Oklahoma City Thunder: More Thunder Alley perspective
I got an interesting email Wednesday morning from Jay Crabb, who is a tax analyst over in Tulsa and occasionally writes me. He was responding to my column in the Wednesday Oklahoman about the shootings in Bricktown after the Thunder-Laker game. You can read that column here.
Anyway, here is Jay’s email:
“I was reflecting on the goings on Monday night in Bricktown. It reminds me of my college days from OSU. The old Eskimo Joe’s anniversary weekend draws an eerie comparison. That was a great weekend to drive back up to Stillwater, see and hang out with friends for the weekend that we hadn’t seen since May and get excited about the upcoming term. A shooting ended that tradition back in 1993. It, too, had grown to such large proportions that neither the City of Stillwater nor the Eskimo Joe’s staff could control. My memory of the actual shooting and the location is fuzzy, but I thought it was up north of town (Forty North apartments maybe?) and wasn’t a part of the actual party crowd. I had graduated (1992) and left school by the time that incident came about and didn’t make the trek back over to the 1993 festivities. The Eskimo Joe’s weekend is a shell of its former self, but probably, in hindsight, for the better. Stan Clark can probably tell you that, too.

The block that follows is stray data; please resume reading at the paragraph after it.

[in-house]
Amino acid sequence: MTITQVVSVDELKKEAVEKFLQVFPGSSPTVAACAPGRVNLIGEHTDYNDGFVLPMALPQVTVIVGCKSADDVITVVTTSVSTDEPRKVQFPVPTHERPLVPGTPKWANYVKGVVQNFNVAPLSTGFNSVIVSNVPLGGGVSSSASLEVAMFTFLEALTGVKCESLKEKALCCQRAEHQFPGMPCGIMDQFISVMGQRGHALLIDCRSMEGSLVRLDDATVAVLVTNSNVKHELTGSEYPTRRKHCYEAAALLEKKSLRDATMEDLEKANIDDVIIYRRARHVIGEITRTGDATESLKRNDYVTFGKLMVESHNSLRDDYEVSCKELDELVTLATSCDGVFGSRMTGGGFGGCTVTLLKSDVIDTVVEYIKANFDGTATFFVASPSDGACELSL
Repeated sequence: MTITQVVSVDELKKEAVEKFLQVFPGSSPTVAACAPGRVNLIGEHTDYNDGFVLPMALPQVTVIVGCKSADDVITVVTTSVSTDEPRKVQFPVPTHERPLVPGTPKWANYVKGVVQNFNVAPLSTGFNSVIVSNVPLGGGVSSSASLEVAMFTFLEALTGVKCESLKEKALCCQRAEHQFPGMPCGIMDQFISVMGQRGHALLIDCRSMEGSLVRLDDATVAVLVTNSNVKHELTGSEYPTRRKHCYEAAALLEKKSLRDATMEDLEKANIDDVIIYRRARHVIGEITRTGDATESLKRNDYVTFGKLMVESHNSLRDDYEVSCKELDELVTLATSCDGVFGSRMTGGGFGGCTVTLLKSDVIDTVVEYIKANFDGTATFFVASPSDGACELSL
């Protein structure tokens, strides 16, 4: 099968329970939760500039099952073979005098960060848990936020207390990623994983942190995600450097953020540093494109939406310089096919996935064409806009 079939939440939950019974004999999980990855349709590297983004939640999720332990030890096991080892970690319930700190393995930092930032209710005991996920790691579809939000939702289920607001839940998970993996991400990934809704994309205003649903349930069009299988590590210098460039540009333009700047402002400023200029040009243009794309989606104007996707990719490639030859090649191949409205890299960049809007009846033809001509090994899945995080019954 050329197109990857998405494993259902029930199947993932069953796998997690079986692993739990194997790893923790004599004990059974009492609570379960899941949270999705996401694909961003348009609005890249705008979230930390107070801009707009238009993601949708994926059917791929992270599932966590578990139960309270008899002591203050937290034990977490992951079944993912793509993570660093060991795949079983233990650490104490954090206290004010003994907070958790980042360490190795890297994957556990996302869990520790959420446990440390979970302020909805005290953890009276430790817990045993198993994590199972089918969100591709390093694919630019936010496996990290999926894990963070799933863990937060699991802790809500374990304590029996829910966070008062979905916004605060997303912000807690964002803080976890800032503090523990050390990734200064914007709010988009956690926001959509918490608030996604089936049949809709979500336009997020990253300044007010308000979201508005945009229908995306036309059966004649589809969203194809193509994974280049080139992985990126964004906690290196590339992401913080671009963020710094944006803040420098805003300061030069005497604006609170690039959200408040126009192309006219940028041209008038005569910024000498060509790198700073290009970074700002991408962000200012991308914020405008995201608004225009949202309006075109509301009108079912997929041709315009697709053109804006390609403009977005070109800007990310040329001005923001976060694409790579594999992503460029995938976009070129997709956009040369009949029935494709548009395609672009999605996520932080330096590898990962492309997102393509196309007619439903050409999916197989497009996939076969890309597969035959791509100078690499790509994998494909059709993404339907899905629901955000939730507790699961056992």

“I’m not saying I’m against Thunder Alley, as I LOVE seeing that kind of support for the team and it’s a great concept. I just see it from the perspective of liability and crowd control. I must be getting older…maybe wiser?”
Jay has its facts largely correct. Eskimo Joe’s own website touts the anniversary celebration as starting in 1976, then really exploding in 1985, when the party spilled into the streets.
“Over the next eight years Joe’s weekend became the single largest attraction to Stillwater, except for OSU football,” the web site says. “The massive street party drew thousands, literally covering Elm Street from Duck Street on the east, to the OSU campus and Gardiner Hall on the west. People came back from all over the country, and the media took notice, covering the entire event with satellite trucks and television cameras.”
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